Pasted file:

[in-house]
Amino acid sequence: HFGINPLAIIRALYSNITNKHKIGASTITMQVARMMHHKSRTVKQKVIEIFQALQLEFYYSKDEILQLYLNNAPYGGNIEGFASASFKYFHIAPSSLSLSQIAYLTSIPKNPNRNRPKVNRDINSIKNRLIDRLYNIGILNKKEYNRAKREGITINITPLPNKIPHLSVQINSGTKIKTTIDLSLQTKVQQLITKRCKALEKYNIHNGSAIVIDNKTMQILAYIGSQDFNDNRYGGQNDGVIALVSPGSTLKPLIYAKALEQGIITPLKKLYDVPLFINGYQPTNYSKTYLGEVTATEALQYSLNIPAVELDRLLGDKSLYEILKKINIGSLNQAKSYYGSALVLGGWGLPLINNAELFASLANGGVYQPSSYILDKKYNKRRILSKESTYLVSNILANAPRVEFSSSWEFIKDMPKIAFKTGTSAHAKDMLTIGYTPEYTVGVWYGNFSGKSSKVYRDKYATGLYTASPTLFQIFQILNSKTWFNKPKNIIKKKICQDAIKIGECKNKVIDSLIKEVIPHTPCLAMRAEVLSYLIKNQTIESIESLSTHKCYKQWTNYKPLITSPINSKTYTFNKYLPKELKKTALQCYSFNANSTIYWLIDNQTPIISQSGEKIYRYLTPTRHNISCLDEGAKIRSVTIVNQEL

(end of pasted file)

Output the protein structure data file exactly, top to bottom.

[in-house]
Amino acid sequence: HFGINPLAIIRALYSNITNKHKIGASTITMQVARMMHHKSRTVKQKVIEIFQALQLEFYYSKDEILQLYLNNAPYGGNIEGFASASFKYFHIAPSSLSLSQIAYLTSIPKNPNRNRPKVNRDINSIKNRLIDRLYNIGILNKKEYNRAKREGITINITPLPNKIPHLSVQINSGTKIKTTIDLSLQTKVQQLITKRCKALEKYNIHNGSAIVIDNKTMQILAYIGSQDFNDNRYGGQNDGVIALVSPGSTLKPLIYAKALEQGIITPLKKLYDVPLFINGYQPTNYSKTYLGEVTATEALQYSLNIPAVELDRLLGDKSLYEILKKINIGSLNQAKSYYGSALVLGGWGLPLINNAELFASLANGGVYQPSSYILDKKYNKRRILSKESTYLVSNILANAPRVEFSSSWEFIKDMPKIAFKTGTSAHAKDMLTIGYTPEYTVGVWYGNFSGKSSKVYRDKYATGLYTASPTLFQIFQILNSKTWFNKPKNIIKKKICQDAIKIGECKNKVIDSLIKEVIPHTPCLAMRAEVLSYLIKNQTIESIESLSTHKCYKQWTNYKPLITSPINSKTYTFNKYLPKELKKTALQCYSFNANSTIYWLIDNQTPIISQSGEKIYRYLTPTRHNISCLDEGAKIRSVTIVNQEL